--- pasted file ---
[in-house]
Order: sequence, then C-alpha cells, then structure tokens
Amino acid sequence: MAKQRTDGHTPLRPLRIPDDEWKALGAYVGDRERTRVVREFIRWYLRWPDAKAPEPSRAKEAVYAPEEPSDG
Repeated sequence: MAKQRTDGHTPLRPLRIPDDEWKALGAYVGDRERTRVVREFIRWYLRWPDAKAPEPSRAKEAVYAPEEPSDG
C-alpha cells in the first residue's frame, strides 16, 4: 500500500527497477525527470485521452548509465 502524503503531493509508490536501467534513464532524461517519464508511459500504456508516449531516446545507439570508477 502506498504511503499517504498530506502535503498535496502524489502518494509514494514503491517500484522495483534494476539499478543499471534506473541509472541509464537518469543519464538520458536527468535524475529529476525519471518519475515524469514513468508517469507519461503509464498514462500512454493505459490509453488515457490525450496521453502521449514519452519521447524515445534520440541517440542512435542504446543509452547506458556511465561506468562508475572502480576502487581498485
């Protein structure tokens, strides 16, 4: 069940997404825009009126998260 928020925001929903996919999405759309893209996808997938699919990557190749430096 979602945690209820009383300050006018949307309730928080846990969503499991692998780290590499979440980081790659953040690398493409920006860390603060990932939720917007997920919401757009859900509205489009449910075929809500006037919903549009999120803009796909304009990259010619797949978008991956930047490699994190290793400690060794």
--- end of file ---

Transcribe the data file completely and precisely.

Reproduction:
[in-house]
Order: sequence, then C-alpha cells, then structure tokens
Amino acid sequence: MAKQRTDGHTPLRPLRIPDDEWKALGAYVGDRERTRVVREFIRWYLRWPDAKAPEPSRAKEAVYAPEEPSDG
Repeated sequence: MAKQRTDGHTPLRPLRIPDDEWKALGAYVGDRERTRVVREFIRWYLRWPDAKAPEPSRAKEAVYAPEEPSDG
C-alpha cells in the first residue's frame, strides 16, 4: 500500500527497477525527470485521452548509465 502524503503531493509508490536501467534513464532524461517519464508511459500504456508516449531516446545507439570508477 502506498504511503499517504498530506502535503498535496502524489502518494509514494514503491517500484522495483534494476539499478543499471534506473541509472541509464537518469543519464538520458536527468535524475529529476525519471518519475515524469514513468508517469507519461503509464498514462500512454493505459490509453488515457490525450496521453502521449514519452519521447524515445534520440541517440542512435542504446543509452547506458556511465561506468562508475572502480576502487581498485
């Protein structure tokens, strides 16, 4: 069940997404825009009126998260 928020925001929903996919999405759309893209996808997938699919990557190749430096 979602945690209820009383300050006018949307309730928080846990969503499991692998780290590499979440980081790659953040690398493409920006860390603060990932939720917007997920919401757009859900509205489009449910075929809500006037919903549009999120803009796909304009990259010619797949978008991956930047490699994190290793400690060794």